aleem asked in Science & MathematicsPhysics · 1 month ago

# Circuit interpretation?

Why is the 14 ohm resistor in the following circuit, which has a short circuit between terminals a and b, considered to be in series with the 6 ohm resistor but not the 5 ohm resistor? The current, which flows clockwise, is the same for all three resistors. The total resistance is 4 ohms.

Update:

Couldn't the circuit just be redrawn excluding the short circuit so the 14 ohm and 5 ohm resistor would exclusively be connected at a single node?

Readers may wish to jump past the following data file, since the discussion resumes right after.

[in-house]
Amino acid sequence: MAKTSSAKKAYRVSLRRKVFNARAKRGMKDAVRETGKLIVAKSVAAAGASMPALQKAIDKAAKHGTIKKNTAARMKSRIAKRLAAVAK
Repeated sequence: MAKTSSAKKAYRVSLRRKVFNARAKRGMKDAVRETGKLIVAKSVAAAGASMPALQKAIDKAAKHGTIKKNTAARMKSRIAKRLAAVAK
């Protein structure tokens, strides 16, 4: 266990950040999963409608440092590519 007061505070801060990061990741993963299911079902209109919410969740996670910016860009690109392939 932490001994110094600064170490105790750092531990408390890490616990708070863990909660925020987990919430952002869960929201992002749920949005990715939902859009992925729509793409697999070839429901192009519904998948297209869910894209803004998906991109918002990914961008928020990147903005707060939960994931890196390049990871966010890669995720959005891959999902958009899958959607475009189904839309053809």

Relevance
• oubaas
Lv 7
4 weeks ago

Req = 5 // (14+6) = 20*5/25 = 4.0 ohm

• 4 weeks ago

The definition of "in series" is the same current. A voltage source across terminals a and b would result in different currents.

• aleem4 weeks agoReport

But the 14 ohm and 5 ohm resistors do have the same current in the circuit with a short circuit between a and b

• Dixon
Lv 7
1 month ago

The current isn't the same in all for all three resistors. It is two parallel branches. The current shown in the question is in the wrong direction in the 14, 6 branch.

Redraw...

• Dixon
Lv 7
4 weeks agoReport

KVL Voltage round a loop is zero. KCL Net current into a node is zero (or equivalently, current in = current out)